Background checks hurting trucking industry
Nov 4, 2005 8:24 AM
The five-month-old hazardous materials truck driver background check implemented by the Transportation Security Administration (TSA) is hurting the trucking industry by imposing higher operating costs and deterring drivers from obtaining hazmat endorsements, a trucking executive testified before Congress November 1.
Speaking on behalf of the American Trucking Associations (ATA) before a subcommittee of the House Committee on Homeland Security, Steve Russell, chairman and chief executive officer of Celadon Group Inc, said that while the trucking industry supports the security objective, the current background check program has been “marred by a number of bad decisions.”
Russell testified that TSA has constructed a process that applies to materials that pose no security risks and costs the industry nearly double what background checks for aviation workers cost.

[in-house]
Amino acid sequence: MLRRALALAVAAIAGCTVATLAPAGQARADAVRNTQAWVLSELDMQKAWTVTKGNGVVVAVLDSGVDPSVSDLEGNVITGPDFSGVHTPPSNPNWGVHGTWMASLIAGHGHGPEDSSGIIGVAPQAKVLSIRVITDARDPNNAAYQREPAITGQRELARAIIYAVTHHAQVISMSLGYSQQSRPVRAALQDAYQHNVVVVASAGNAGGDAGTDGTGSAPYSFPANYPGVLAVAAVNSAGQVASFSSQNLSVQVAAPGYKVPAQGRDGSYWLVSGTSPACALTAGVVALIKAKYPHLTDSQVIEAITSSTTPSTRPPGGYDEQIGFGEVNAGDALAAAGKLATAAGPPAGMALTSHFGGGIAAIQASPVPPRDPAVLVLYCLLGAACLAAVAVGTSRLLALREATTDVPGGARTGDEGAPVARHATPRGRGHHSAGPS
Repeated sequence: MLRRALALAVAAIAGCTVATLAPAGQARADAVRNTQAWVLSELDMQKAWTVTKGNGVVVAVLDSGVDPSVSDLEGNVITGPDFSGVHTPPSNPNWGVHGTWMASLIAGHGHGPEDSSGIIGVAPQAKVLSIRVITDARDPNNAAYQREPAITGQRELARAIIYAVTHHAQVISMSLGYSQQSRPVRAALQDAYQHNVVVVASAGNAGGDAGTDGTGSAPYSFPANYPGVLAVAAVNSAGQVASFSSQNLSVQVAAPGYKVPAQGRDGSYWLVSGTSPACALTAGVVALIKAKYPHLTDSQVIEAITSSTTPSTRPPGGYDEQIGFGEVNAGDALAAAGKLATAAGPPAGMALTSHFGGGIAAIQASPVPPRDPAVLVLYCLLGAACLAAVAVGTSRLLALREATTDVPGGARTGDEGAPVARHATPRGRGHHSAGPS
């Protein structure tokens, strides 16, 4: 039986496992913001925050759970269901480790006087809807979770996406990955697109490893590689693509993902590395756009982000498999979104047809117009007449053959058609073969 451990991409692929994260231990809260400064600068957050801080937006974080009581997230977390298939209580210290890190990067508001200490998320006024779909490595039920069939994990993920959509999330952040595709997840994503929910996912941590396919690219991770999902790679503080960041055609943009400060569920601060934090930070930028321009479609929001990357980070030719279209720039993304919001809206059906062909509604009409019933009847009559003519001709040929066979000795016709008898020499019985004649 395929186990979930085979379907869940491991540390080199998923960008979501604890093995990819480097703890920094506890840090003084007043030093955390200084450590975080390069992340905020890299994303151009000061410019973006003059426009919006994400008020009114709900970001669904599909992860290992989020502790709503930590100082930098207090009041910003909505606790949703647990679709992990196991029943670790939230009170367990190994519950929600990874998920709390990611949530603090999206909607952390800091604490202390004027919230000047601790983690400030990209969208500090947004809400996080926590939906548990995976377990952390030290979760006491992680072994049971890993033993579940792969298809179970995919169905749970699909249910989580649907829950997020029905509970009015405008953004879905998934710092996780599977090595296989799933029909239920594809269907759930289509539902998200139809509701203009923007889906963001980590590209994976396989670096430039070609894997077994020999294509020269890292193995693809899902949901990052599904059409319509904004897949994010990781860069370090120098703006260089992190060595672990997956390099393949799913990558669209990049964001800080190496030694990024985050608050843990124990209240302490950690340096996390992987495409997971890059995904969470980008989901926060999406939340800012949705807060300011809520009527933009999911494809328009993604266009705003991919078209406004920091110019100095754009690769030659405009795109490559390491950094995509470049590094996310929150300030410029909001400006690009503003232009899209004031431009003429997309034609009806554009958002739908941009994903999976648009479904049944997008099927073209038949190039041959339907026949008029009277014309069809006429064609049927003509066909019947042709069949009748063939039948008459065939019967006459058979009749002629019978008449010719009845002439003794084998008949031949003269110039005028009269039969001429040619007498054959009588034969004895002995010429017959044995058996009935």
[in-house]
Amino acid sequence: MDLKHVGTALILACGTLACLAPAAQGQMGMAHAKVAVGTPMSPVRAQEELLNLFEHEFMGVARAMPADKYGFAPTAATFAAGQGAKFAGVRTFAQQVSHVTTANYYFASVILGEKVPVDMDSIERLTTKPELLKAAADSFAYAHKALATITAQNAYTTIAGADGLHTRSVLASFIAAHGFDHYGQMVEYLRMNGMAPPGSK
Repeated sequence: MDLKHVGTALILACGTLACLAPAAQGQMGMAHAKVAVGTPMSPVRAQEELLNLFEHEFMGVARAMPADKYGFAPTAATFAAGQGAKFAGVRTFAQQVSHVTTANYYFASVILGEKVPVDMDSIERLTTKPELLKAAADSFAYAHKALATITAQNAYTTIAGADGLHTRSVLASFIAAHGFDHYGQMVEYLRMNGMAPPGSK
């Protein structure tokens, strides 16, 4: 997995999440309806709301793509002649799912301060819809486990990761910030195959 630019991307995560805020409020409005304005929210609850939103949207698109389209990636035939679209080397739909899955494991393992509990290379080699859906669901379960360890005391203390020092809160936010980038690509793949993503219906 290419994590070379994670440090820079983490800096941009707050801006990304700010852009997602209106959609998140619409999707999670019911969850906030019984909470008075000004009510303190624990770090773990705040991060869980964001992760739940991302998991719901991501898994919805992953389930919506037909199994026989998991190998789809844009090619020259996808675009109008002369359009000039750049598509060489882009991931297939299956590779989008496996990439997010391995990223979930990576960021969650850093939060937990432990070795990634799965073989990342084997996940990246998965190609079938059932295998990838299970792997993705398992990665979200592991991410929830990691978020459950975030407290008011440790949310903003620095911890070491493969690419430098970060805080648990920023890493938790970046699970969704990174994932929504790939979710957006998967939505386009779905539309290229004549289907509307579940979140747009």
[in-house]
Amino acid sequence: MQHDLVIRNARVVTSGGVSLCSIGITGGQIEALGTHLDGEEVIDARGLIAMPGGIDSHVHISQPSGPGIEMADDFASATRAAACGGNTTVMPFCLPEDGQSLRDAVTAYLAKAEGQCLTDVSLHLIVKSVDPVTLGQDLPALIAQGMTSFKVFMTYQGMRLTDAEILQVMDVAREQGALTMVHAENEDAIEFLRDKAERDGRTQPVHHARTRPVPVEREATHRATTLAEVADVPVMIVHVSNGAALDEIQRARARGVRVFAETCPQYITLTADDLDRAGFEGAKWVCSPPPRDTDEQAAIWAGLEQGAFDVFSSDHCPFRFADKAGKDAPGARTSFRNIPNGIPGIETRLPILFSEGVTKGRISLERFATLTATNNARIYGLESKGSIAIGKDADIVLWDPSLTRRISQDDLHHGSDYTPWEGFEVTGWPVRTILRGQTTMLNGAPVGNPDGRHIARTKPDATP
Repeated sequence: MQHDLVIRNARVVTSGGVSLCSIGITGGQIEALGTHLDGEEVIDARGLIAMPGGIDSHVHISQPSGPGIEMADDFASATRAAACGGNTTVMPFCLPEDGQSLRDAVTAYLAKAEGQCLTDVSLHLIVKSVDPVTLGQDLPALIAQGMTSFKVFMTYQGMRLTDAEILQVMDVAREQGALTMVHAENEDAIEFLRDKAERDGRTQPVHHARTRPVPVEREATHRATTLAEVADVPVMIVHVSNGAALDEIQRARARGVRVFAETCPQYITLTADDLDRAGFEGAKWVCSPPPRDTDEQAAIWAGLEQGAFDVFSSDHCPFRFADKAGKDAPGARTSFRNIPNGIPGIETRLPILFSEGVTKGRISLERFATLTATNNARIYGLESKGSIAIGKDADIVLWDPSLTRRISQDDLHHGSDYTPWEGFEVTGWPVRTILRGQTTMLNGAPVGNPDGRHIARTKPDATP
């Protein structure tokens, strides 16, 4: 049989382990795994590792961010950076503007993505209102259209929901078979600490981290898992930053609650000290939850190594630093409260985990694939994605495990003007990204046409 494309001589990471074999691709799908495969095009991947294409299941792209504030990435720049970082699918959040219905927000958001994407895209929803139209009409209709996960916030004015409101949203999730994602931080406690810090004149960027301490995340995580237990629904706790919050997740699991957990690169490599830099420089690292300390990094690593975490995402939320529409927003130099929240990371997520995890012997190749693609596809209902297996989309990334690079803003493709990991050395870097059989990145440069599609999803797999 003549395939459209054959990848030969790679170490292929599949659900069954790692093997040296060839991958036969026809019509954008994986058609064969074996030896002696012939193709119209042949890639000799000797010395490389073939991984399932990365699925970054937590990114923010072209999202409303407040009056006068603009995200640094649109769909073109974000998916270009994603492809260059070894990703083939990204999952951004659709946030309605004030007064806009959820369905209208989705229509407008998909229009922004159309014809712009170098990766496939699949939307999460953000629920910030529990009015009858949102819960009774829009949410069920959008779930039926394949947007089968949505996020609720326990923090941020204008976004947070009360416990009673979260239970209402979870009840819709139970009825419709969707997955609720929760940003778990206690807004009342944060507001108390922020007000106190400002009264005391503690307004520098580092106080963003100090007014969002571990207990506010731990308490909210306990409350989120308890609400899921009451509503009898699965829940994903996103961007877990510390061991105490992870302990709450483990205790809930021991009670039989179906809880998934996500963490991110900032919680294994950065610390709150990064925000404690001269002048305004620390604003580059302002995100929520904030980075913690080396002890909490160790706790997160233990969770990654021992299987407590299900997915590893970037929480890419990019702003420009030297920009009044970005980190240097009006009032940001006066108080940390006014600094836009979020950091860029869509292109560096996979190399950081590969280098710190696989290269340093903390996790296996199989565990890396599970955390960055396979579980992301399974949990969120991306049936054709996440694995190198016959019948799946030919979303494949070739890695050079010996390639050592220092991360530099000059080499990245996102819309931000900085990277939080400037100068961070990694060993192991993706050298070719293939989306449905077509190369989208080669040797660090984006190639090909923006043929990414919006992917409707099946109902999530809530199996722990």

The provision of the Patriot Act requiring commercial truck drivers with hazardous materials endorsements to their commercial drivers’ licenses to undergo more stringent background checks went into effect after May 31. The endorsement and the background check are required for drivers transporting not only explosives, but also non-threatening commodities like paint, nail polish, chewing gum extract, and soft drink syrup, according to ATA information.
The trucking industry currently has a driver shortage of 20,000 long-haul drivers at a time when freight volumes are increasing, and ATA members feel the background check provision will further exacerbate that shortage. By TSA’s own estimate, the background check will result in a loss of 20 percent of the hazmat-endorsed driver population.
ATA and its motor carrier members believe a sensible solution would be to target the background screening process to focus on hazardous materials that pose true security risks.
To see Russell's testimony, click here for the ATA Web site at truckline.com.
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